Neiman Marcus could exit Chapter 11 in time for holiday shopping.
According to the The Dallas Morning News, the luxury retailer is closer to exiting bankruptcy and is on schedule to have an approved business plan this fall and to emerge from Chapter 11 before Christmas.
In the last 24 hours, disputes over executive retention pay and an asset transfer have been settled.
The high-stakes negotiations reached a tentative agreement on Thursday (July 30) over Neiman Marcus’ business plan and a settlement in the dispute over the transfer of its Munich-based MyTheresa business, the newspaper reported.
U.S. Bankruptcy Judge David Jones is expected to sign off on the plan next week. As part of the deal, he approved raises for CEO Geoffroy van Raemdonck and as many as 246 key employees.
The court’s trustee, who serves as a watchdog, opposed the “pay to stay” compensation, but the trustee was overruled by Jones. As a result of the ruling, the additional pay for the top executives is capped at $9.95 million, including $6 million for van Raemdonck. In a separate ruling, $8.7 million in additional pay was approved for 239 employees, including vice presidents and other key employees.
“The parties that will bear the cost of this support it,” Jones wrote, adding that he approved the salaries “to maximize the opportunity for success and retain the best and the brightest in an environment that we don’t understand one day to the next.”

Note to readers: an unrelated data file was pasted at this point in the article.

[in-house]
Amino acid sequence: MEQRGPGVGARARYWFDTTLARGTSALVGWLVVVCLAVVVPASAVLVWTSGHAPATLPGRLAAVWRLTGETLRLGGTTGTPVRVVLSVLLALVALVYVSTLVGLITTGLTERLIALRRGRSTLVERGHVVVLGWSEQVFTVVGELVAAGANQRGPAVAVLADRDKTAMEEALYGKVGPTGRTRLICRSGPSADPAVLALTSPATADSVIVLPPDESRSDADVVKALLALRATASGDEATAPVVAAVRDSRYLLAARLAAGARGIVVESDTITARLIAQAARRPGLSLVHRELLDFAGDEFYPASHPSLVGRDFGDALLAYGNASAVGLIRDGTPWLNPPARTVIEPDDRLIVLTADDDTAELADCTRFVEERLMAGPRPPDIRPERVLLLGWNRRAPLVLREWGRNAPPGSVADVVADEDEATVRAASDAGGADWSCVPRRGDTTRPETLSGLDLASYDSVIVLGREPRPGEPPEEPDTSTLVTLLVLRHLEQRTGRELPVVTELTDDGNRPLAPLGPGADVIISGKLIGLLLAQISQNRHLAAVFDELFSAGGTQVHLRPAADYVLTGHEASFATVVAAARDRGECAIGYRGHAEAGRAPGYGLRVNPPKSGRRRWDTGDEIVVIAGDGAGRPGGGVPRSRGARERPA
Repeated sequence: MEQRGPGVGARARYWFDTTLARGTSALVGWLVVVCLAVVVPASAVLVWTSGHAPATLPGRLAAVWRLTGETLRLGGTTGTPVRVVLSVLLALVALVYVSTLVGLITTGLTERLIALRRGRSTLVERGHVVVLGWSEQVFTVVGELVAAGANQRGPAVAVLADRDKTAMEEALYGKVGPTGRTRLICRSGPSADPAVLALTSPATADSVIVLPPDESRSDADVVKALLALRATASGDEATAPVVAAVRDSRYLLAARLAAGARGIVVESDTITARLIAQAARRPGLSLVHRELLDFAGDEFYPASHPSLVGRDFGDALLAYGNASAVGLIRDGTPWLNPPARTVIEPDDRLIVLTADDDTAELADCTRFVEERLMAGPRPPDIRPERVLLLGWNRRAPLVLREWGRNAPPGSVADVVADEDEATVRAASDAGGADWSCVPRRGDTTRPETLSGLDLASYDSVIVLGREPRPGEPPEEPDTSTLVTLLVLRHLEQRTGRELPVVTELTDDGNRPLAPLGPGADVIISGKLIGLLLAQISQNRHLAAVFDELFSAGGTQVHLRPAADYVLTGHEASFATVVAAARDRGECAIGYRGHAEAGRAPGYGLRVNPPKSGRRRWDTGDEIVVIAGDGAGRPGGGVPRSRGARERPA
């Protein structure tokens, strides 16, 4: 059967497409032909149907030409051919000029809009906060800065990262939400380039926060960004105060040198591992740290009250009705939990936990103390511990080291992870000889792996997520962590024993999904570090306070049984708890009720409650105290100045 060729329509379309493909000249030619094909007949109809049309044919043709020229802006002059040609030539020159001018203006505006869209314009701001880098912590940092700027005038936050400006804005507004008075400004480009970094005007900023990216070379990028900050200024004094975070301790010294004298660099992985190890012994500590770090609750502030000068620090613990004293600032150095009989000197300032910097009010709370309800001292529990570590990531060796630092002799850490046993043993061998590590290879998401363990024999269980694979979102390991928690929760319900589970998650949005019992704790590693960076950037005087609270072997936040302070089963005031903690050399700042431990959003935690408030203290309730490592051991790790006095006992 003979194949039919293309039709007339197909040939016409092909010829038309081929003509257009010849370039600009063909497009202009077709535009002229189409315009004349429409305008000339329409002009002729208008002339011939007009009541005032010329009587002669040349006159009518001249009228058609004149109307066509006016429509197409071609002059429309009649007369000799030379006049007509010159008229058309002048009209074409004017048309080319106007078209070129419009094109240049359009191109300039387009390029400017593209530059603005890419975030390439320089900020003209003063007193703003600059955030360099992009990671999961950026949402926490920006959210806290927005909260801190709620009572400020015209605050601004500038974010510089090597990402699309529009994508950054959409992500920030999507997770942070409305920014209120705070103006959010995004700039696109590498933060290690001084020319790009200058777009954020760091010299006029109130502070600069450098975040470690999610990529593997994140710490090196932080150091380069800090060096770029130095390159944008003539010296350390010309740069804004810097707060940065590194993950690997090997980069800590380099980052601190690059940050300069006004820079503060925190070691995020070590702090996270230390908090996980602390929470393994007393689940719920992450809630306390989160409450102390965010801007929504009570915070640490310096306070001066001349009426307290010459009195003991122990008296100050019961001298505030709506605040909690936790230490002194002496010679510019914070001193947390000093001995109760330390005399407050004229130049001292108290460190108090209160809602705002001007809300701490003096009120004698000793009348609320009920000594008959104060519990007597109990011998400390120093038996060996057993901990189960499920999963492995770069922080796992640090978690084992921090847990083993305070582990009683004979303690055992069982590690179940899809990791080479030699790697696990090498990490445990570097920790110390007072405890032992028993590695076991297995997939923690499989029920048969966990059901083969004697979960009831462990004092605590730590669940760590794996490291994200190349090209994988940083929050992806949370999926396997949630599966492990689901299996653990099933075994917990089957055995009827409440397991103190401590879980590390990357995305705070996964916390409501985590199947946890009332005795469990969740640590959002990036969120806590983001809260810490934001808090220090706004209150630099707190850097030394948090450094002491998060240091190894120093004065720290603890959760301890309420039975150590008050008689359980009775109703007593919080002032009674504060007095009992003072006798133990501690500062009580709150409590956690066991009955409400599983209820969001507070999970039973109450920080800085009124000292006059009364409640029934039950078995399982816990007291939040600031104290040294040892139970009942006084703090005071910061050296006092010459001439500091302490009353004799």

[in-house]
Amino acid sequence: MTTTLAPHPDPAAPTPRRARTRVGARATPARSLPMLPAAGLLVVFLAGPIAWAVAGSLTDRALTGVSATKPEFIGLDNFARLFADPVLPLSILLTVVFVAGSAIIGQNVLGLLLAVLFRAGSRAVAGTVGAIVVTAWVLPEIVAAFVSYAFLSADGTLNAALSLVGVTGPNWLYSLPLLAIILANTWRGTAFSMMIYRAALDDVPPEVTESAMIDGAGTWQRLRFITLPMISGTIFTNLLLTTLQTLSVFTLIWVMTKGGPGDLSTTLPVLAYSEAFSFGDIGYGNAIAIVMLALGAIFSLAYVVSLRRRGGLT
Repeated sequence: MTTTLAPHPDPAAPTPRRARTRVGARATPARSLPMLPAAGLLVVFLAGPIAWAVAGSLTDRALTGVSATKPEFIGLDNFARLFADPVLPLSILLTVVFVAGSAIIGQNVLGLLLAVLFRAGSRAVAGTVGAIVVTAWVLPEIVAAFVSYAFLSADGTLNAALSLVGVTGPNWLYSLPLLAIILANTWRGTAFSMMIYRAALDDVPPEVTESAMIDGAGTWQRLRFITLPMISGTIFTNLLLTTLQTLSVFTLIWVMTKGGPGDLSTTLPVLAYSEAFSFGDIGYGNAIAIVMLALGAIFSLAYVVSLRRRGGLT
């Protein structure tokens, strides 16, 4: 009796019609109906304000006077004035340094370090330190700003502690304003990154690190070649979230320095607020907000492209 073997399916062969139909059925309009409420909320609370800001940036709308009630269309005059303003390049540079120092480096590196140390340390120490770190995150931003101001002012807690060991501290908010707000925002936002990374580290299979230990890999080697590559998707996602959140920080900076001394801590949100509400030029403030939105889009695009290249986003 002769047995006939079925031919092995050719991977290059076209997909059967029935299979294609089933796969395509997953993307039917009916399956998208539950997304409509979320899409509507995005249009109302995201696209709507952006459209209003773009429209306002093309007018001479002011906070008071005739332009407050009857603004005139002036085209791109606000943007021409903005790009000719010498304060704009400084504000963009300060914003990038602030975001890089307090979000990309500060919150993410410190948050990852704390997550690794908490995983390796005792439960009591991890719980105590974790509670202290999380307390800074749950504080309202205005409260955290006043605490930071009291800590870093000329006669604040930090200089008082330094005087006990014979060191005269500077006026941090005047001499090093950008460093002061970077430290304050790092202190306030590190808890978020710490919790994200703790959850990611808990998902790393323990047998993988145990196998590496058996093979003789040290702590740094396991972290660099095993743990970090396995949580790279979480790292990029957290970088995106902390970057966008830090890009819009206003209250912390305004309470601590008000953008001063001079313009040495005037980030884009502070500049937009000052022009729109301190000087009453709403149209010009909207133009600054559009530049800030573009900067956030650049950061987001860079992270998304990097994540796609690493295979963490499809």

While Neiman Marcus’ creditors did not oppose the pay increases, Jones put a decision on hold as he sought more context about what he said is a complicated case, the News reported.
Mark Weinsten, chief restructuring officer of Neiman Marcus Group, argued that the extra pay was justified and made the case that the financials support it.
The transfer of MyTheresa to Neiman Marcus’ former shareholders, Ares Management and the Canada Pension Plan Investment Board, was also resolved. Under the terms of the restructuring, shares of MyTheresa will be returned to the pool of assets that will be used to help pay creditors. While the total value of the settlement was kept under wraps, it includes 140 million shares of MyTheresa and $10 million in cash.
In a statement, Neiman Marcus said it is pleased that a global settlement was reached.
“The settlement resulted in the approval of the disclosure statement and adds significant certainty to the restructuring process, and we continue to target early fall 2020 for emergence from bankruptcy,” said the Dallas-based retailer.